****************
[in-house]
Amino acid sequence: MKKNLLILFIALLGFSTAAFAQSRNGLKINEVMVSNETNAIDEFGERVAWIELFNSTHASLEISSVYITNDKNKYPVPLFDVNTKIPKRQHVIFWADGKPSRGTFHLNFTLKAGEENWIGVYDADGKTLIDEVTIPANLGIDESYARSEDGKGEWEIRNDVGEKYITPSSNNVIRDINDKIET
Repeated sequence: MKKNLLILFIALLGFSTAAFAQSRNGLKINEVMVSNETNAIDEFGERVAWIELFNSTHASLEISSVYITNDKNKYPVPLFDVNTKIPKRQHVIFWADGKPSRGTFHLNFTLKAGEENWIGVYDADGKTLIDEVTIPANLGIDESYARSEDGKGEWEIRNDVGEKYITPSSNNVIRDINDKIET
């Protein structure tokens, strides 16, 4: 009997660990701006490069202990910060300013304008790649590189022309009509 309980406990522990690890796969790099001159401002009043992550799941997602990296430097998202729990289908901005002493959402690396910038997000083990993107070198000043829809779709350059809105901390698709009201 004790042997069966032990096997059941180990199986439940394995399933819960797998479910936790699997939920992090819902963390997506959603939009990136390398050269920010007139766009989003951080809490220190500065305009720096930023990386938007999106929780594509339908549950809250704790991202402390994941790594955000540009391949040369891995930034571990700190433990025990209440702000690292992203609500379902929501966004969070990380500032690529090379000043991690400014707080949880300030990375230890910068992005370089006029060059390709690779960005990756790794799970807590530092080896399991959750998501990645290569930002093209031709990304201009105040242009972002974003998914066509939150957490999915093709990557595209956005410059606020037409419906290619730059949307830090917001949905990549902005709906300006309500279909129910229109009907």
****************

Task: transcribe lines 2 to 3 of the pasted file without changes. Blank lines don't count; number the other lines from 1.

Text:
Amino acid sequence: MKKNLLILFIALLGFSTAAFAQSRNGLKINEVMVSNETNAIDEFGERVAWIELFNSTHASLEISSVYITNDKNKYPVPLFDVNTKIPKRQHVIFWADGKPSRGTFHLNFTLKAGEENWIGVYDADGKTLIDEVTIPANLGIDESYARSEDGKGEWEIRNDVGEKYITPSSNNVIRDINDKIET
Repeated sequence: MKKNLLILFIALLGFSTAAFAQSRNGLKINEVMVSNETNAIDEFGERVAWIELFNSTHASLEISSVYITNDKNKYPVPLFDVNTKIPKRQHVIFWADGKPSRGTFHLNFTLKAGEENWIGVYDADGKTLIDEVTIPANLGIDESYARSEDGKGEWEIRNDVGEKYITPSSNNVIRDINDKIET